Summer’s Educational Feast

A plethora of reputable entities, educational and otherwise, have spent a good chunk of time and money prattling on about the serious nature of academic regression and whatnot, convincing great masses of parents that “the summer slide” does, in fact, exist and should be feared above all else. All seriousness aside, I’m here to proclaim otherwise. There was no slide that I could discern during the glorious months of June, July and August. Moreover, I’d daresay the summer epitomized an educational feast for my brood, as a host of new and exciting information was thrust upon us virtually every minute of every day.

Indeed, we were enlightened thusly:

Matter can, in fact, be destroyed (or at least it can come frighteningly close to doing so) when lawn mower blades make impact with errantly placed Whiffle balls and flip-flops. Physicists should take note of such remarkable findings.

Considering the coefficient of friction and the gravitational pull of the Earth, Crocs are not ideally suited for tree climbing. Likewise, and in the true spirit of experimentation, cell phones can neither swim, nor float.

With respect to Venn diagrams, not all amusement park employees are amused to be there day in and day out, collecting tickets, helping kids climb onto rides and advising patrons to keep their “hands and feet inside at all times!” In fact, most of the joy-bringers we encountered this summer fell squarely into the category of cantankerous—only to be eclipsed by the group of dolts who were disturbingly stoic. Of course, I felt the urge to slap them senseless for failing to at least ACT THE PART of being cheery and pleasant “for the good of the children.” But that would have been redundant.

Concerning the topic of animal behavior, I discovered that cats, dogs and even guinea pigs can be taught to type on a computer. Needless to say, I was duly impressed having witnessed said groundbreaking research conducted in the field.

As far as mathematical correlations go, I learned that the later kids stay up at a sleepover party, the earlier they will rise—demanding pancakes and bacon. What’s more, the average third grader will catapult out of bed ten times faster for an unplanned and unmercifully early visit from a friend who wants to ride bikes than for the regularly scheduled arrival of a school bus.

Regarding the subject of psychology, I was reminded that children can and will defy all logic and understanding. Case in point: when they emphatically reveal that the best part of a fun-filled day at an amusement park (read: a marathon-inspired excursion involving an obscene number of rides and French fries) was purchasing a $3 inflatable elephant named Bob. Similarly, the most memorable thing from attending a week’s worth of basketball camp might just have been “…drinking a whole can of Orange Crush soda so I could burp really LOUD, Mom!”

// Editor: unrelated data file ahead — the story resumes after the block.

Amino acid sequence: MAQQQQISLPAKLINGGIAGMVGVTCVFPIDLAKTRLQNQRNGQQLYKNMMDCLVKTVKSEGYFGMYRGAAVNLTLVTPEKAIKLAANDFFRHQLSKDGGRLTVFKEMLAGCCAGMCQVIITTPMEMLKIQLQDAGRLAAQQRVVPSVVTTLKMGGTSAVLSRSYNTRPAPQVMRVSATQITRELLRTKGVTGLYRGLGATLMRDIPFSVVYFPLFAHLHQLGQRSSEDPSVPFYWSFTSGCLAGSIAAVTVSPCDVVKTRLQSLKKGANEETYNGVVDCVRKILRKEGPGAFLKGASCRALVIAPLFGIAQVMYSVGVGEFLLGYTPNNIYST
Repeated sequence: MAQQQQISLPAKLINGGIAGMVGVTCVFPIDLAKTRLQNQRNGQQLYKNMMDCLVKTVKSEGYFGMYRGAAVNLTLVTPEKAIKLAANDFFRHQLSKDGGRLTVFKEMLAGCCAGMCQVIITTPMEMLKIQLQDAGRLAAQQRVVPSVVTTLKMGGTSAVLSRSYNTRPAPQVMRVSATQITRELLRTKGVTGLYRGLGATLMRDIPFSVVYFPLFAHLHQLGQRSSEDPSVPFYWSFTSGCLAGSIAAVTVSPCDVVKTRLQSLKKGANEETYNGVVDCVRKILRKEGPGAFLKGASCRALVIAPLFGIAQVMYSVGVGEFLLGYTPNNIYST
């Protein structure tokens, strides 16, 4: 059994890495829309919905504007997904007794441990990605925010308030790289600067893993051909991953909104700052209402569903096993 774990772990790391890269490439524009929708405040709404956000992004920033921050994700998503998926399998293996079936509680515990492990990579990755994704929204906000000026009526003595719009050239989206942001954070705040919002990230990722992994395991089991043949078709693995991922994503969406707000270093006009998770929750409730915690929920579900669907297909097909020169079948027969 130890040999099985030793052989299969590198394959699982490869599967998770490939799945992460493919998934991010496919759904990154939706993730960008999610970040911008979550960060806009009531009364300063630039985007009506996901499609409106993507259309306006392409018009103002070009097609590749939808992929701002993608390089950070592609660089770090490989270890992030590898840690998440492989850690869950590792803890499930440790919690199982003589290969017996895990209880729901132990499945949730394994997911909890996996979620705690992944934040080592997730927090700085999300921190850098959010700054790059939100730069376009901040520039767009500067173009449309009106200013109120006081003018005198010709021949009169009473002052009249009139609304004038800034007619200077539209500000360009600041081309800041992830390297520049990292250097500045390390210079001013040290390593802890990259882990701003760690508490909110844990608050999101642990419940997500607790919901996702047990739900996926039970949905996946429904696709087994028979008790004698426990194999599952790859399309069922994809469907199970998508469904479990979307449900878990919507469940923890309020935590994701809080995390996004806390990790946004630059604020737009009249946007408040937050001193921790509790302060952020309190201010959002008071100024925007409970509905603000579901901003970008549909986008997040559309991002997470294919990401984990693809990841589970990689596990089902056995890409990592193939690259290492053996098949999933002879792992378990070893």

Furthermore, while field testing a variety of hypotheses recently, I learned that it is possible to become more sodden while riding the Merry Mixer during a torrential downpour than it is to opt for the Sklooosh on a dry day. Additionally, I found that it takes roughly three days for sandals to dry out after said rain. None of this, mind you, is especially troubling to the husband or to the children who insist that we “…just go on more rides!”

Some related summertime observations I made: When playing miniature golf, the probability of visiting an emergency room (and/or the dentist’s office) increases exponentially as the number of eight-year-old participants increases. Further, it’s ALWAYS a good idea to ensure that moon roofs and windows are closed overnight. Rain happens. It’s also prudent to periodically check on youngsters who might do the unthinkable (i.e. blow up ants with a magnifying glass “…because they sizzle in the sun, Mom, and then they POP!” and/or hoist the dog into the top bunk “…so he can SEE stuff up there.”) Stupidity happens. Moreover, it’s wise to inspect the hot tub for curiously abandoned thongs upon returning from vacation. Audaciousness happens.

Some interesting facts I gathered these past few months: Kids are more likely to retain Pokemon-related information than the sight words from kindergarten. Kids could watch a continuous loop of Sponge Bob for an eternity—never once pausing to engage in meaningful conversation with a parent. Kids can get by with one bath a week if they frequent a chlorinated swimming pool. Kids positively DON’T CARE how fricking cold the water from the hose is when it’s connected to a Slip n’ Slide. Kids will eat S’Mores till they EXPLODE. Kids will kiss worms, frogs and taste the dog—just because.

Planet Mom: It’s where I live (summing up the summer).

Copyright 2009 Melinda L. Wentzel

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